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Memorial Day weekend in Boalsburg is a sweet tradition

The State College Area High cheerleaders march Saturday during the Boalsburg Memorial Day parade.
The State College Area High cheerleaders march Saturday during the Boalsburg Memorial Day parade. CDT photo

The drains of West Pine Street were filled with Tootsie Rolls — but it was a special occasion.

When tossing candy out the window of a moving vehicle, one can’t be a stickler for accuracy.

The annual Memorial Day Parade looped through Boalsburg late Saturday afternoon and participating vehicles weren’t above some light bribery to get a little love.

Even Joe Davidson, who is in the middle of a re-election campaign for Centre County recorder of deeds, courted the youth vote by throwing around a couple of candies.

Many of the kids lined up across the side of the road came as prepared as the actual Boy Scouts walking the parade. They carried empty shopping bags that came in handy every time they dove toward the pavement in search of sweets.

In fact, “More candy!” was pretty much the battle cry of the entire proceeding, followed closely by “Firetruck! Firetruck!” – of which there were, of course, plenty.

Engines from the Boalsburg, Centre Hall, Burnham and Howard fire companies joined the parade line, which also featured the State College Area High School Marching Band, baton spinners from groups like the Diamondettes Twirling Corps and an ambulance from Centre LifeLink EMS.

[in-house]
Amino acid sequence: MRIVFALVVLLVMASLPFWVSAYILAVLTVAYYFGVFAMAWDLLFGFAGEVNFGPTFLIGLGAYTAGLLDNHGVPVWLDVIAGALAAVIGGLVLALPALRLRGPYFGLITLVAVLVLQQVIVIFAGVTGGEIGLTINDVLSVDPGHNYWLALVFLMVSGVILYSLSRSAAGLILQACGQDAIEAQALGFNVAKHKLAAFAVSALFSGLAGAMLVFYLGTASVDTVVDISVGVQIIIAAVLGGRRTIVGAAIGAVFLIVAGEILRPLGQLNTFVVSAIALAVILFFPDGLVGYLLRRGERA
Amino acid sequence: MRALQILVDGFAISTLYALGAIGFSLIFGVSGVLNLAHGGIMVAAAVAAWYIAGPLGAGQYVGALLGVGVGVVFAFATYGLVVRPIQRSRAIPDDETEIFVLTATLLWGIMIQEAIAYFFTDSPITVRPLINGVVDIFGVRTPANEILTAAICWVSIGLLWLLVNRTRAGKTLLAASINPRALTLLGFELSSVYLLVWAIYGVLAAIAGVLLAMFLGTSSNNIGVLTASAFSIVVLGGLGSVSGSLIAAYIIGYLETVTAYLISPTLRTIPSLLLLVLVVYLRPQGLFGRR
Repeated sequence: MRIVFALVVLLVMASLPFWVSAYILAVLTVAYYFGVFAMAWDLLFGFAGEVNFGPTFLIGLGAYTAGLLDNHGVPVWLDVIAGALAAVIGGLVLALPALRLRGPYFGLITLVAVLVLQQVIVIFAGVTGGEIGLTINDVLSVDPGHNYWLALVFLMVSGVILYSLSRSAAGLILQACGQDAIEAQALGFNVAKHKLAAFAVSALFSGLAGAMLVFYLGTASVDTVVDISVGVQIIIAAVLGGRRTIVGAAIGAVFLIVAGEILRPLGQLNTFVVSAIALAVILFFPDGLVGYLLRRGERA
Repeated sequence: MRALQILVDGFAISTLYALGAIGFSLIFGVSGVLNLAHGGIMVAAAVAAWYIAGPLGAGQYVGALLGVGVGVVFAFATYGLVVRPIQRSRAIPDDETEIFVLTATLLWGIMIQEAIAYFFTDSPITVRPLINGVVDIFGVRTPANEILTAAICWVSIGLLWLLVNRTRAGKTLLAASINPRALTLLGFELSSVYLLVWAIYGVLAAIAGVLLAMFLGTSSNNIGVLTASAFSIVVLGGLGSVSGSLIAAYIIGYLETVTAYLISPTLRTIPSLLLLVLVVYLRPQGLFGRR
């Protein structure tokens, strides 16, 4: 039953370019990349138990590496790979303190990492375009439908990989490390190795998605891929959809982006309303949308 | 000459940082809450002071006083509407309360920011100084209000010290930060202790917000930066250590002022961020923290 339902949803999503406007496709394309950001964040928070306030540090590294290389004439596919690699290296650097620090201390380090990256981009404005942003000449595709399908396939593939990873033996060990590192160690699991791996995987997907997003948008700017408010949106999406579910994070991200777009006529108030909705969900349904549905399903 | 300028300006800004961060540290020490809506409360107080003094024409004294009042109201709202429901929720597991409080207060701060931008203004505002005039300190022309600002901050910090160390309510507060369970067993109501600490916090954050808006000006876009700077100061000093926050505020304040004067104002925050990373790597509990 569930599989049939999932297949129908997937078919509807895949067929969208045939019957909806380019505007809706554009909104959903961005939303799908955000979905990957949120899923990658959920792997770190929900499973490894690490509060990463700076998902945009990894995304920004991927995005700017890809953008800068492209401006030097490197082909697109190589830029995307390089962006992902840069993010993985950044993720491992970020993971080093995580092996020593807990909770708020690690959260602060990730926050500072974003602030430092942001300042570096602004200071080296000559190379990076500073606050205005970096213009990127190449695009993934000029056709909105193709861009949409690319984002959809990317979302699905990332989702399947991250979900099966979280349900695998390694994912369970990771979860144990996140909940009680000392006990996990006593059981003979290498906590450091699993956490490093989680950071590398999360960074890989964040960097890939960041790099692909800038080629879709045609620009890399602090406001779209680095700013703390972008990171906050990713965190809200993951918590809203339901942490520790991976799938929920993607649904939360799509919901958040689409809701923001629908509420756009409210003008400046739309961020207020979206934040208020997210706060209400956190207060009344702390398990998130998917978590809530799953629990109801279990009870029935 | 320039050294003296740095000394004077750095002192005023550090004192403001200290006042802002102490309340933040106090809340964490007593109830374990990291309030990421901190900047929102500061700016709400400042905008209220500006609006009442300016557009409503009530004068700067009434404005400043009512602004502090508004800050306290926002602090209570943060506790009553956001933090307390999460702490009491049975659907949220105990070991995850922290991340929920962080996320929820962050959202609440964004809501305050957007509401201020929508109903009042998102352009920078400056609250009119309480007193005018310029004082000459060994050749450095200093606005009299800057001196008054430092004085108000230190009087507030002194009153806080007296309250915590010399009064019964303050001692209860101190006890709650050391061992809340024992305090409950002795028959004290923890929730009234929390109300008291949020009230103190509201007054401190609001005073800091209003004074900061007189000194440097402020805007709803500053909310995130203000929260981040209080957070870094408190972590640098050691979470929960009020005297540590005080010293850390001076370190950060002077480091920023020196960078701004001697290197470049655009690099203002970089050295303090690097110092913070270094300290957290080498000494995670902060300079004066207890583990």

Even a pair of standard tow trucks received a warm reception (again, candy).

Bill Smith had a comfortable perch from which to watch all of the festivities. His house in Boalsburg is nestled right alongside the parade route, allowing him to take part in the action without having to leave his front porch — and he wasn’t alone.

A group of friends and family sat with him on the porch, eating, drinking and watching the firetrucks make their way down the street.

Smith estimates that between 30 and 40 people, all friends and relatives, had joined his family at their home, an annual tradition that allows him to introduce new people to the parade.

“It’s an entertaining event, especially for those who have never seen it,” said Smith.

He thought that the parade seemed a little smaller than years past but was happy with the nice weather.

Susan Bunting and her three grandchildren were enjoying the sunshine from the sidewalk. Bunting lives in Delaware but is by no means a stranger to the parade.

“I come up every year. It’s such fun and it seems to be the appropriate way to celebrate the holiday,” Bunting said.

Her granddaughters and 2 year-old grandson, Geordan, kept her company. Bunting said that Geordan in particular seemed to enjoy the parade. His sister, Lauren, thinks he liked the music.

Geordan was more direct.

“I got a lollipop!” Geordan said.

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